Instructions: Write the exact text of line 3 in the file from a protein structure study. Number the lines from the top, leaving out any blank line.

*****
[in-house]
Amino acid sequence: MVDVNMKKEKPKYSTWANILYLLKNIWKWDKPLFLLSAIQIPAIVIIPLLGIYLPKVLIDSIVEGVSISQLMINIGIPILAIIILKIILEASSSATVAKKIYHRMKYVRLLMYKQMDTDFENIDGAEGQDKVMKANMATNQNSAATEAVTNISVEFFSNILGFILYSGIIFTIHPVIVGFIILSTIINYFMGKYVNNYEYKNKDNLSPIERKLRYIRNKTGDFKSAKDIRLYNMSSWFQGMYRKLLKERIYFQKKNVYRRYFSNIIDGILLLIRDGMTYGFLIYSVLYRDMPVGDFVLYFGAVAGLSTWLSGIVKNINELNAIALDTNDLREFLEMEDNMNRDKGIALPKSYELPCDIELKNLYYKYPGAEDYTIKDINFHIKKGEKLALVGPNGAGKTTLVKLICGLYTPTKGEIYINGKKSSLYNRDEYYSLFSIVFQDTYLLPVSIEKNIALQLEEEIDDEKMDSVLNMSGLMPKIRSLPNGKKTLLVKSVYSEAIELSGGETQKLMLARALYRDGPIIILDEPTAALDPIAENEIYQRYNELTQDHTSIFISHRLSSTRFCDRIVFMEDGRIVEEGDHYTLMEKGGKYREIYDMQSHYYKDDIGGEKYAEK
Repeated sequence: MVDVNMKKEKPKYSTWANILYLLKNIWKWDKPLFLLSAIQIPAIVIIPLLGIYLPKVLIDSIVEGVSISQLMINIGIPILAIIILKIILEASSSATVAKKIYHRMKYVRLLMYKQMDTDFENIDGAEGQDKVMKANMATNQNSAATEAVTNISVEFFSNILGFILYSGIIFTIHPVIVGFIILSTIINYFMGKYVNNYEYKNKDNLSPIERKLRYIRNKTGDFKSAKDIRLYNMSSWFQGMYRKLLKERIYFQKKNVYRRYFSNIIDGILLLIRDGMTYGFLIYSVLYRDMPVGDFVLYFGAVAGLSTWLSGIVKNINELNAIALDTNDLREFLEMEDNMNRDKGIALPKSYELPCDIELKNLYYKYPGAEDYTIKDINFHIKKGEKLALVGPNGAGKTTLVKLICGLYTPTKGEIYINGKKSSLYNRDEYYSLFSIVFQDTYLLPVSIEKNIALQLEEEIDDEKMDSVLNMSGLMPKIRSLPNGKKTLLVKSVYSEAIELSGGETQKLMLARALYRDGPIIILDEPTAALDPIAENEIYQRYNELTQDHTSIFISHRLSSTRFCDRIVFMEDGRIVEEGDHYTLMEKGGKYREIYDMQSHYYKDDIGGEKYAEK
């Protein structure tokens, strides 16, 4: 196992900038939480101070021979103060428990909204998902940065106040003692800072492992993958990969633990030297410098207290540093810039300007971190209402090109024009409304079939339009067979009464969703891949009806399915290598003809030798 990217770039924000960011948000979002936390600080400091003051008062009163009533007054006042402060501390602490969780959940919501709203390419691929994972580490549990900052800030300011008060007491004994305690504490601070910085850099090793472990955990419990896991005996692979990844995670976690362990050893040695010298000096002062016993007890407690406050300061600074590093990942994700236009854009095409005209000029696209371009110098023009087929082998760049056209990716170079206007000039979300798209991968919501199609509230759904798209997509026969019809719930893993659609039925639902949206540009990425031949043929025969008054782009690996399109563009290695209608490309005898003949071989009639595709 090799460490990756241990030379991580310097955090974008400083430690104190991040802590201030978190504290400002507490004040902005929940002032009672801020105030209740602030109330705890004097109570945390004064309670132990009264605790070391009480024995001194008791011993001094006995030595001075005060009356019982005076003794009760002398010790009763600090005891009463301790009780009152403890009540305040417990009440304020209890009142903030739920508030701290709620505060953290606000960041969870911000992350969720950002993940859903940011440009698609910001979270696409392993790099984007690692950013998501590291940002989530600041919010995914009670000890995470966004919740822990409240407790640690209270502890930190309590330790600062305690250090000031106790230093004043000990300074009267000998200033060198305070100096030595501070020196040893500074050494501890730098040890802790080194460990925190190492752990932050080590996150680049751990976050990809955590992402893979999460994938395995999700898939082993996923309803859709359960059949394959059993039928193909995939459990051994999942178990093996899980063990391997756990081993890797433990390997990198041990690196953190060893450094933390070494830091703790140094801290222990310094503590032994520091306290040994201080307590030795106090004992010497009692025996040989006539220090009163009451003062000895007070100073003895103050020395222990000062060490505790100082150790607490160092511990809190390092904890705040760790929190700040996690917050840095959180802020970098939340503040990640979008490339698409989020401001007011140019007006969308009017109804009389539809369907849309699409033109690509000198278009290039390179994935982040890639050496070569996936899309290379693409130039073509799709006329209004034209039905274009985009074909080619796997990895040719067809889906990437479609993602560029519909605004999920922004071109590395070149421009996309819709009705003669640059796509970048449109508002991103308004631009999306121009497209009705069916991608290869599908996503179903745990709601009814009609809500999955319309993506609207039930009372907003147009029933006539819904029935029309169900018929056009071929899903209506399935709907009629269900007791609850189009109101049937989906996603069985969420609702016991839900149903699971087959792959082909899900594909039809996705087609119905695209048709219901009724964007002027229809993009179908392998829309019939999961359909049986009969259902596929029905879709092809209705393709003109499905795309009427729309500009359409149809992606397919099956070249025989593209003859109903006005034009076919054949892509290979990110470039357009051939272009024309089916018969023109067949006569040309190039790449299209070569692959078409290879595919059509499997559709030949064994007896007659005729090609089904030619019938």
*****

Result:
Repeated sequence: MVDVNMKKEKPKYSTWANILYLLKNIWKWDKPLFLLSAIQIPAIVIIPLLGIYLPKVLIDSIVEGVSISQLMINIGIPILAIIILKIILEASSSATVAKKIYHRMKYVRLLMYKQMDTDFENIDGAEGQDKVMKANMATNQNSAATEAVTNISVEFFSNILGFILYSGIIFTIHPVIVGFIILSTIINYFMGKYVNNYEYKNKDNLSPIERKLRYIRNKTGDFKSAKDIRLYNMSSWFQGMYRKLLKERIYFQKKNVYRRYFSNIIDGILLLIRDGMTYGFLIYSVLYRDMPVGDFVLYFGAVAGLSTWLSGIVKNINELNAIALDTNDLREFLEMEDNMNRDKGIALPKSYELPCDIELKNLYYKYPGAEDYTIKDINFHIKKGEKLALVGPNGAGKTTLVKLICGLYTPTKGEIYINGKKSSLYNRDEYYSLFSIVFQDTYLLPVSIEKNIALQLEEEIDDEKMDSVLNMSGLMPKIRSLPNGKKTLLVKSVYSEAIELSGGETQKLMLARALYRDGPIIILDEPTAALDPIAENEIYQRYNELTQDHTSIFISHRLSSTRFCDRIVFMEDGRIVEEGDHYTLMEKGGKYREIYDMQSHYYKDDIGGEKYAEK